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Gender, work, and family is the study of the intersection of work and family, with a focus on how those intersections vary by gender. This research is motivated in large part by the tremendous growth in labor force participation among women in their childbearing years during the second half of the twentieth century. This influx of wives and mothers – including single mothers – into the workforce has raised questions about the division of labor in the family and whether state and corporate policies are sufficient to support new family types. Researchers also examine the causes of the divergent outcomes men and women experience in the workplace, as well as the effects labor force participation has on family formation, dissolution, and carework. These questions are most frequently researched quantitatively, but qualitative and theoretical work also contributes to the understanding of gender, work, and family.
Rosabeth Moss Kanter’s pivotal book Work and Family in the United States (1977) laid much of the groundwork for the study of gender, work, and family. Kanter made the case that changing family structures and increasing labor force participation among women were creating a new and complex set of interactions that were not being sufficiently studied in the traditional domains of the sociology of the family and the sociology of the labor force. Social scientists, Kanter claimed, subscribed to the myth of separate worlds,” a belief that work and family are separate and non-overlapping spheres, each of which operates free from the influence of the other and can be studied independently. Kanter’ made a case that the structures of work are actually quite crucial in shaping family life, and that family life, in turn, affects the workplace.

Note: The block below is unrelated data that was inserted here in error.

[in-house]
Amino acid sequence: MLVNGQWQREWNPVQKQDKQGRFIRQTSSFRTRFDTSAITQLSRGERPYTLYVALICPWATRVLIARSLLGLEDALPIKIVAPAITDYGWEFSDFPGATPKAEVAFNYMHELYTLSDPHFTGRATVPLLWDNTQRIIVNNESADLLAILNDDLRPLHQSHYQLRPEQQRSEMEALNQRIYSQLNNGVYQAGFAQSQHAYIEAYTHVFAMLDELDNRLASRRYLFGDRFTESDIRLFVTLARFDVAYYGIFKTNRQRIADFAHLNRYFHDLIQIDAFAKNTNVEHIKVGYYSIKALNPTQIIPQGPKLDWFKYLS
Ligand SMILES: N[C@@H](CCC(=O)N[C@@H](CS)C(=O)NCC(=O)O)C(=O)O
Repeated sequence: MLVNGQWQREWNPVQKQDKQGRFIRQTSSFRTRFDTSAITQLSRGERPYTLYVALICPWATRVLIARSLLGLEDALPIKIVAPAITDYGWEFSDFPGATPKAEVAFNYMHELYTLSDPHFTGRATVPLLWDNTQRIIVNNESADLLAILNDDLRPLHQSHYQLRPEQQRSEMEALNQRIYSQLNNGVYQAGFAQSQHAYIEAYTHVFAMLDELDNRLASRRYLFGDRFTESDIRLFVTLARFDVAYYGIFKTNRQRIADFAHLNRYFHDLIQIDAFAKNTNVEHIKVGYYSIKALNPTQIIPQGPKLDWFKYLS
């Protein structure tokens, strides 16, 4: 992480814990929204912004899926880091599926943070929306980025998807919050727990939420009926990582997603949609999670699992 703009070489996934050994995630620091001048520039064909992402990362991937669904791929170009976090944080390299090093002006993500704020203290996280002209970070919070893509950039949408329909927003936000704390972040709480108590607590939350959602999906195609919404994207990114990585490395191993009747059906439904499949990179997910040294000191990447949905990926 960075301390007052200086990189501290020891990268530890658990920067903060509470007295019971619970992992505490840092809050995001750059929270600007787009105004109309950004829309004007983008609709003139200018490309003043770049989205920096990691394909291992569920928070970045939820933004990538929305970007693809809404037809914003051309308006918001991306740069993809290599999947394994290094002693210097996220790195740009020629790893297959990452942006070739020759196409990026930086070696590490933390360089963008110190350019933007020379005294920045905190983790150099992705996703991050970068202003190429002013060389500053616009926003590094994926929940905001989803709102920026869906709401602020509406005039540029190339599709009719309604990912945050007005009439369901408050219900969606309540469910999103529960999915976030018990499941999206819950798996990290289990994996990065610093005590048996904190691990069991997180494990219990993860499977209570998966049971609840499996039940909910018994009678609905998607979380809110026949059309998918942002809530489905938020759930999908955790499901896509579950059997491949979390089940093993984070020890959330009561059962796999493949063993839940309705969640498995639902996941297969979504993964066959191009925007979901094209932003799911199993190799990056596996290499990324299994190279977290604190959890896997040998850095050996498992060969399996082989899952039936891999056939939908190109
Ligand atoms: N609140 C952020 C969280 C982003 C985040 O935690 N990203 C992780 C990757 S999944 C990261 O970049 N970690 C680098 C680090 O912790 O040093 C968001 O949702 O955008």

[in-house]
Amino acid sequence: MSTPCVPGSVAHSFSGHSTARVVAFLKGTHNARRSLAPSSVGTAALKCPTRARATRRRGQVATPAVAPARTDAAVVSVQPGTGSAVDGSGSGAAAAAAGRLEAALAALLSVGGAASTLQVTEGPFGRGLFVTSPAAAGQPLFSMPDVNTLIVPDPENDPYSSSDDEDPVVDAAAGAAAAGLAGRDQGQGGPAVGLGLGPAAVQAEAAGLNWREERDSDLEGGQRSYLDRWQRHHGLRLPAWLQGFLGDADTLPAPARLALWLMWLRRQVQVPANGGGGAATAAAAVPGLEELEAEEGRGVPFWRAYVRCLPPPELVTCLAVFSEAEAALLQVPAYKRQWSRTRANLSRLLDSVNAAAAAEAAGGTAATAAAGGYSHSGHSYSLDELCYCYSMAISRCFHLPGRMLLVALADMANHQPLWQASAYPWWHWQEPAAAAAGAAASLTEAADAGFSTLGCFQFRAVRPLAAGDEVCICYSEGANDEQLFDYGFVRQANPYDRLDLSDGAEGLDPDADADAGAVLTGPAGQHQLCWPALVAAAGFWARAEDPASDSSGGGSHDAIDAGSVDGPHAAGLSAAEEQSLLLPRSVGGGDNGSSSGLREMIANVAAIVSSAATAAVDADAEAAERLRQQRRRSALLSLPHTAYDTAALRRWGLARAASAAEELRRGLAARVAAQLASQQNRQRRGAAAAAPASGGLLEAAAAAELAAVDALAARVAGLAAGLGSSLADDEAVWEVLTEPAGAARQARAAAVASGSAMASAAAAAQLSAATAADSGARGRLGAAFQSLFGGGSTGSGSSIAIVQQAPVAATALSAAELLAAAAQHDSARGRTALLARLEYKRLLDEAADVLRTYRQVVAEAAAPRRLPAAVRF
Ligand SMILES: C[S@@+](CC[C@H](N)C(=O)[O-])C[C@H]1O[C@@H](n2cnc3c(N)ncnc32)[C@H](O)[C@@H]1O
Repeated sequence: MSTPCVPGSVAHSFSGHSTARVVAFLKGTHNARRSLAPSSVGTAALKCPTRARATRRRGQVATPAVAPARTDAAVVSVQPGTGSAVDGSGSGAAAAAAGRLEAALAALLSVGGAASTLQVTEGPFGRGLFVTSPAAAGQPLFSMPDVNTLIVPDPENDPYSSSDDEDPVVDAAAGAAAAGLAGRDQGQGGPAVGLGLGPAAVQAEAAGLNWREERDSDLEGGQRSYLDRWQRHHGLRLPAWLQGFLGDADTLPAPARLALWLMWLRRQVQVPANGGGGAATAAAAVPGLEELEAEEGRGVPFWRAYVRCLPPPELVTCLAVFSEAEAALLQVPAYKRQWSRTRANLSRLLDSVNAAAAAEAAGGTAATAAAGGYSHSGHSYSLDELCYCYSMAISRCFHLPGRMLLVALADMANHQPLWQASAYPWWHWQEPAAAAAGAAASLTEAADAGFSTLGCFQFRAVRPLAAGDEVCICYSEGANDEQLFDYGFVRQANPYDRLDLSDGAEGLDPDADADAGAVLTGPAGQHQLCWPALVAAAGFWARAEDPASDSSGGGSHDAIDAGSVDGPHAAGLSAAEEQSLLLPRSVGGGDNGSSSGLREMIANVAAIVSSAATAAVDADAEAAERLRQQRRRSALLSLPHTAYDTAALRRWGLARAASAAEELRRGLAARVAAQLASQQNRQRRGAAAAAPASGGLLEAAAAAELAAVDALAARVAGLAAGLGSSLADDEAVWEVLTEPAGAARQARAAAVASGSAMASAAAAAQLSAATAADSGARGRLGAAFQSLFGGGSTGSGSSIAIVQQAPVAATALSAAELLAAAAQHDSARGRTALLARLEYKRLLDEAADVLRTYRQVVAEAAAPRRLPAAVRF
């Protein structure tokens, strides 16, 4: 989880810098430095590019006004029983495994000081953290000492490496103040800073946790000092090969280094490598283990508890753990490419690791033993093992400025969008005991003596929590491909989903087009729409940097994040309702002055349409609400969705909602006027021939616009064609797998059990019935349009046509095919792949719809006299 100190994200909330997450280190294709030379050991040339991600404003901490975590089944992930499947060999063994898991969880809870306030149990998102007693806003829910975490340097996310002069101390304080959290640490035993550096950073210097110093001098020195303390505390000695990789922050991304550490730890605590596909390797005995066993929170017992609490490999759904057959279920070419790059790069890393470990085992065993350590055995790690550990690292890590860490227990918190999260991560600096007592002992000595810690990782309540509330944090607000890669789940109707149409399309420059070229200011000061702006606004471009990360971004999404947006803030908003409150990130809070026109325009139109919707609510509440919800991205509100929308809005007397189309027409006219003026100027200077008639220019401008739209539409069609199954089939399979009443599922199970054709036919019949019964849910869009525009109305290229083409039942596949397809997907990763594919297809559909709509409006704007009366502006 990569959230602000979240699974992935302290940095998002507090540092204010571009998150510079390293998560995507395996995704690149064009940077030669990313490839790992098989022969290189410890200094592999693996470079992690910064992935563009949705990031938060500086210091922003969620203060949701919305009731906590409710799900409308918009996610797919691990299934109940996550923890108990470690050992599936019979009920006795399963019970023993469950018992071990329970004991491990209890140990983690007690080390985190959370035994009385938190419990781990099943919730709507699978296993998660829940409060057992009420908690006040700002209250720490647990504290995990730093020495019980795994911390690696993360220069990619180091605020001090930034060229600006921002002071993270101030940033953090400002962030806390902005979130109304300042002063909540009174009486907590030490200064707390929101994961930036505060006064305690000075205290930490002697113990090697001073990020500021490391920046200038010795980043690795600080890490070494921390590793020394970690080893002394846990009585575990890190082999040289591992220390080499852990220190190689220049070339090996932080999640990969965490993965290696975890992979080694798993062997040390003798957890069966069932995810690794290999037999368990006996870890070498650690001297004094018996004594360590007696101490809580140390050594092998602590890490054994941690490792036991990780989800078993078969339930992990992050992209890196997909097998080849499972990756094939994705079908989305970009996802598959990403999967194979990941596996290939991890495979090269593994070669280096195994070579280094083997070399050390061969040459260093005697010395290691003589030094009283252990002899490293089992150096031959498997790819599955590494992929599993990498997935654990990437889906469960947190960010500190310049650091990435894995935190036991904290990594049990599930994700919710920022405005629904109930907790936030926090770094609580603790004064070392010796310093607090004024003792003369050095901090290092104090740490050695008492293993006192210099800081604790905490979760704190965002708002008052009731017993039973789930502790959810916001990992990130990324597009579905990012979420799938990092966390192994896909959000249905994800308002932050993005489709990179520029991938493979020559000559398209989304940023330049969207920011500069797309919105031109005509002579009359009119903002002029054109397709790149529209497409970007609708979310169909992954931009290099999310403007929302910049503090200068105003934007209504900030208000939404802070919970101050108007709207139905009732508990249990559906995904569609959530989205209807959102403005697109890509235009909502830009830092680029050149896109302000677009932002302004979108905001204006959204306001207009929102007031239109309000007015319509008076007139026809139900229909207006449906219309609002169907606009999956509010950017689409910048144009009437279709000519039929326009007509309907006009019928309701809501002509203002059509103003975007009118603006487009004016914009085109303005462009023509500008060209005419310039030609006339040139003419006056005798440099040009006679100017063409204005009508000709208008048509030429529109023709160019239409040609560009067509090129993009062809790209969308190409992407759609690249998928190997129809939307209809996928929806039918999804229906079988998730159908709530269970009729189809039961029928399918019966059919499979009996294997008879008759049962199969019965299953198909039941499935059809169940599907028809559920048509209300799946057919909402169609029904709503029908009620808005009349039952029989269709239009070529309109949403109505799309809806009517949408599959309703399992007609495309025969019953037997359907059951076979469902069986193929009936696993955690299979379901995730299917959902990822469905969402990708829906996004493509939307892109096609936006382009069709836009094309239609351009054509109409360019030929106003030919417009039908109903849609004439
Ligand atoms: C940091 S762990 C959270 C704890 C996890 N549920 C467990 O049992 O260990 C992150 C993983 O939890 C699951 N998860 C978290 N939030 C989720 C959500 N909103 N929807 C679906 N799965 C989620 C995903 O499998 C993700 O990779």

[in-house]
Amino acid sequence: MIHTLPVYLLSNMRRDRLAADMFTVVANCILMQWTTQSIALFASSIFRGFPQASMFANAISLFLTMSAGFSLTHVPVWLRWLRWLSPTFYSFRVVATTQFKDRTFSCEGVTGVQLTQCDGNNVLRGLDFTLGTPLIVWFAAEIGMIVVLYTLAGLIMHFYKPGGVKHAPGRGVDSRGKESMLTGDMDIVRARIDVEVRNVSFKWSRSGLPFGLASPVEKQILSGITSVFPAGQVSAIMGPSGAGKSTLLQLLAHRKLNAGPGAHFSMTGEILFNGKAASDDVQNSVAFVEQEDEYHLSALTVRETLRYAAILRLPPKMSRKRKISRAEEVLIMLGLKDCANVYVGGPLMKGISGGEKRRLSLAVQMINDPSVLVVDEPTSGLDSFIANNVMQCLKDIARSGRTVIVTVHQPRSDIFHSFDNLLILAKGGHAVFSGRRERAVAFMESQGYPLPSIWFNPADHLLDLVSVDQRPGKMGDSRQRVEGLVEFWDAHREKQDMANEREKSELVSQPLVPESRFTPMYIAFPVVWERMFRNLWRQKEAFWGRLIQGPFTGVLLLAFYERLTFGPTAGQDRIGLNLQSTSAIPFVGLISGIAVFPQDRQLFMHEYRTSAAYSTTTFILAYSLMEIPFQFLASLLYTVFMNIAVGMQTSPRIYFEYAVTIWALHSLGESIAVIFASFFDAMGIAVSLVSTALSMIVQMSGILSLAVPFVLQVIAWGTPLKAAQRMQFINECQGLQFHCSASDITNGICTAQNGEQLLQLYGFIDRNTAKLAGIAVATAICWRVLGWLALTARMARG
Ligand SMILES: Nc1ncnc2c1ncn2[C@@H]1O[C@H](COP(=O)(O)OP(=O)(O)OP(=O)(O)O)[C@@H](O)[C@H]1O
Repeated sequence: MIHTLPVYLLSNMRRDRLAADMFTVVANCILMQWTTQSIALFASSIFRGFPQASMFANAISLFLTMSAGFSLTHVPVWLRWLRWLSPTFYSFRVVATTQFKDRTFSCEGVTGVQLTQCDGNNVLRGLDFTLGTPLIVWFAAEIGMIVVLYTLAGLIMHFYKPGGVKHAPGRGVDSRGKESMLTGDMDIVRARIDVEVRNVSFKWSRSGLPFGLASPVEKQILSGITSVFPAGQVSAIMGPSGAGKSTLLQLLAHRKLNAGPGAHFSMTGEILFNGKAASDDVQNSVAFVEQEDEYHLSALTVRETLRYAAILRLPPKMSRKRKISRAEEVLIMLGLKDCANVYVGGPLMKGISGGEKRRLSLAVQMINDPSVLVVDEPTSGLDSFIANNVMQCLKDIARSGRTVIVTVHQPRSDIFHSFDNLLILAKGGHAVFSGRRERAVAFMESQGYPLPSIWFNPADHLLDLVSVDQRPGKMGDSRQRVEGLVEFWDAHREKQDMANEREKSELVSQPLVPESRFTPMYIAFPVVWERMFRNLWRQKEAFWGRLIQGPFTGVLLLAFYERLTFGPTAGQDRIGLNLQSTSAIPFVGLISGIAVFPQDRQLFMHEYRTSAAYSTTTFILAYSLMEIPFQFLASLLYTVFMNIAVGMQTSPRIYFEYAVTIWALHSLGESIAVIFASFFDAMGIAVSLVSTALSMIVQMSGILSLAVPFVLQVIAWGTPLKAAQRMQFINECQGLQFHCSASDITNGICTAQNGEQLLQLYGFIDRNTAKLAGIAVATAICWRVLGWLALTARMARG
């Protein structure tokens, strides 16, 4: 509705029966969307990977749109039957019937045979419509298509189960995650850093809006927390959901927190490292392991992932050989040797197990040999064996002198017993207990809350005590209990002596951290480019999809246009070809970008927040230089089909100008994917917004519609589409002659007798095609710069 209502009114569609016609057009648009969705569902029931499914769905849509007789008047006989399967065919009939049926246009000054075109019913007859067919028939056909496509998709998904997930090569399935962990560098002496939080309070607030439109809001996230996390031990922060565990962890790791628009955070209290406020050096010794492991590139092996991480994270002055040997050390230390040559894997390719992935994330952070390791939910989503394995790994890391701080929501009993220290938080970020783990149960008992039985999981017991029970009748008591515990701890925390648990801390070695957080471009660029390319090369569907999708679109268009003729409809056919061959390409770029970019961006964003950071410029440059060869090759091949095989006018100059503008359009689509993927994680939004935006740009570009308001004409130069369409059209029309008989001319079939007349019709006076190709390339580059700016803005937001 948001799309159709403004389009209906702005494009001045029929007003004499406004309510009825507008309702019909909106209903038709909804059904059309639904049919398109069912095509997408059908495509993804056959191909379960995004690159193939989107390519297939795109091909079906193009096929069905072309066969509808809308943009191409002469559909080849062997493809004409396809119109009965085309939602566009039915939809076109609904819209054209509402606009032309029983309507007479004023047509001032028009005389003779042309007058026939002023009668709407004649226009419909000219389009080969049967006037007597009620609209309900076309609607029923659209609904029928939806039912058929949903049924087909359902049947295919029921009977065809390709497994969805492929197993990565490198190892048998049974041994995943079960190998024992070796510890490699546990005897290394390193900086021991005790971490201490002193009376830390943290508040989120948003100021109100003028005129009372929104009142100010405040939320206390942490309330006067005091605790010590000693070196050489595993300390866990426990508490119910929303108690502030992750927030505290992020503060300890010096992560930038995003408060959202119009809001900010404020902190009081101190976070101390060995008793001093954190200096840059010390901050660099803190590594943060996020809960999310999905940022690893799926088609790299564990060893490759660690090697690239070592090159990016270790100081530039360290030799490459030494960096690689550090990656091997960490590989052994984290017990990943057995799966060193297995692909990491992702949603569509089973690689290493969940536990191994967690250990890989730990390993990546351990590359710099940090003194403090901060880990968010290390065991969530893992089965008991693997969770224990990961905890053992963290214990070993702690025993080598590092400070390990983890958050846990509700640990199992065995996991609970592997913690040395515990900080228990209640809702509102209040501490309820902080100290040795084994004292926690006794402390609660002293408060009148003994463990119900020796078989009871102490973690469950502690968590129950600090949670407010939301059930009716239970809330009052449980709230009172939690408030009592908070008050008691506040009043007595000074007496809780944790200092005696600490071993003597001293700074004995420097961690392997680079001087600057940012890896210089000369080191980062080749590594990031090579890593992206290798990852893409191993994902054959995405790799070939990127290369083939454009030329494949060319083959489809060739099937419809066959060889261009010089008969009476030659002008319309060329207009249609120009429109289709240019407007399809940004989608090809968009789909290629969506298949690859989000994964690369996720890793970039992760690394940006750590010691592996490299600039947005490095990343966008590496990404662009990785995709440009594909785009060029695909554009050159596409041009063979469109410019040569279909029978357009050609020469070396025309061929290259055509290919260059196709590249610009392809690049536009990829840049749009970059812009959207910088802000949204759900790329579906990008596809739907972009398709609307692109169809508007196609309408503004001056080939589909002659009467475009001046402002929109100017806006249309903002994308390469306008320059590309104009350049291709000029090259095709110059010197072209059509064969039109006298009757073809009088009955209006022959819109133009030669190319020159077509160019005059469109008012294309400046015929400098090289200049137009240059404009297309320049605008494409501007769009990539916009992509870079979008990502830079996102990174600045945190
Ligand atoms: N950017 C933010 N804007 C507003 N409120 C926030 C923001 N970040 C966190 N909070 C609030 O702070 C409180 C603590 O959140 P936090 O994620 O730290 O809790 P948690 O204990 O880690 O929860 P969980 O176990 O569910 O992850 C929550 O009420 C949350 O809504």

One of the intersections of work and family Kanter identified is the time and timing of work. Work and family responsibilities are both quite time consuming. As more and more women joined the labor force, researchers became increasingly curious about how families manage to find the time for paid employment, unpaid work in the home, and leisure. Most research has found striking and persistent differences in time allocation by gender. Hochschild’s (Hochschild with Machung 2003) ethnographic study of dual-earner households with children living at home found that mothers were working what amounted to a second shift” of housework and childcare when they got home from their paid jobs, while their husbands shouldered a much lighter load. Time diary research, however, suggests that the imbalance is not in the number of hours worked, but in the distribution of hours. Mothers do tend to do more child care and housework, but fathers spend more time in paid employment.
Another approach is to look at the time use of families, rather than that of men and women as individuals. Family structures have changed considerably since the middle of the twentieth century. Today’s families are much more likely to have two employed parents or be single-parent families than in the middle of the twentieth century. It is in these families in which all adults are employed that work-family conflict – in this case a time crunch” – is most likely to be felt (Jacobs & Gerson 2004) . Dual-earner families with children find it particularly difficult to balance the requirements of work and family. At the same time, however, there are also many families whose members are not able to find enough hours of paid work. It is also important to consider when family members work. Non-standard work schedules are associated with lower marital quality, especially among parents (Presser 2003).
- Hochschild, A. R. with Machung, A. (2003) The Second Shift. Penguin Books, New York.
- Jacobs, J. A. & Gerson, K. (2004) The Time Divide: Work, Family, and Gender Inequality. Harvard University Press, Cambridge, MA.
- Presser, H. B. (2003) Working in a 24/ 7 Economy: Challenges for American Families. Russell Sage, New York.